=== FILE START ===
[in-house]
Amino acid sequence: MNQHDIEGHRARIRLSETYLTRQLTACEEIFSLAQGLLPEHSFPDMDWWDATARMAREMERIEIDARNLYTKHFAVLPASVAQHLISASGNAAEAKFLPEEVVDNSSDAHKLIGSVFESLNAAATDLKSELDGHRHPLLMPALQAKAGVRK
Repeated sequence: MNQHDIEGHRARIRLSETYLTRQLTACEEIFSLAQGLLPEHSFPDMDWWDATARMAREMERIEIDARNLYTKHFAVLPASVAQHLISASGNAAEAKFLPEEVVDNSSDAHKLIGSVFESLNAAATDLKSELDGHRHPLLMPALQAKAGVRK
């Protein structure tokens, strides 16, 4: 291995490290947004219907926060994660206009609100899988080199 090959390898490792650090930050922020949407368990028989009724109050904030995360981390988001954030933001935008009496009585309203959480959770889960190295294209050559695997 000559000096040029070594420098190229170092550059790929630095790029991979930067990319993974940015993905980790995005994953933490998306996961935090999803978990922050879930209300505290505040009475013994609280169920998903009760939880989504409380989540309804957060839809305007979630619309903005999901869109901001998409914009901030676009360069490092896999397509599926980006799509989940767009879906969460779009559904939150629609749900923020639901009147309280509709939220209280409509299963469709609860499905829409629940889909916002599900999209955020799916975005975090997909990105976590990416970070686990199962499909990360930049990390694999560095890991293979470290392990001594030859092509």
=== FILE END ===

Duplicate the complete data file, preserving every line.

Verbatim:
[in-house]
Amino acid sequence: MNQHDIEGHRARIRLSETYLTRQLTACEEIFSLAQGLLPEHSFPDMDWWDATARMAREMERIEIDARNLYTKHFAVLPASVAQHLISASGNAAEAKFLPEEVVDNSSDAHKLIGSVFESLNAAATDLKSELDGHRHPLLMPALQAKAGVRK
Repeated sequence: MNQHDIEGHRARIRLSETYLTRQLTACEEIFSLAQGLLPEHSFPDMDWWDATARMAREMERIEIDARNLYTKHFAVLPASVAQHLISASGNAAEAKFLPEEVVDNSSDAHKLIGSVFESLNAAATDLKSELDGHRHPLLMPALQAKAGVRK
């Protein structure tokens, strides 16, 4: 291995490290947004219907926060994660206009609100899988080199 090959390898490792650090930050922020949407368990028989009724109050904030995360981390988001954030933001935008009496009585309203959480959770889960190295294209050559695997 000559000096040029070594420098190229170092550059790929630095790029991979930067990319993974940015993905980790995005994953933490998306996961935090999803978990922050879930209300505290505040009475013994609280169920998903009760939880989504409380989540309804957060839809305007979630619309903005999901869109901001998409914009901030676009360069490092896999397509599926980006799509989940767009879906969460779009559904939150629609749900923020639901009147309280509709939220209280409509299963469709609860499905829409629940889909916002599900999209955020799916975005975090997909990105976590990416970070686990199962499909990360930049990390694999560095890991293979470290392990001594030859092509």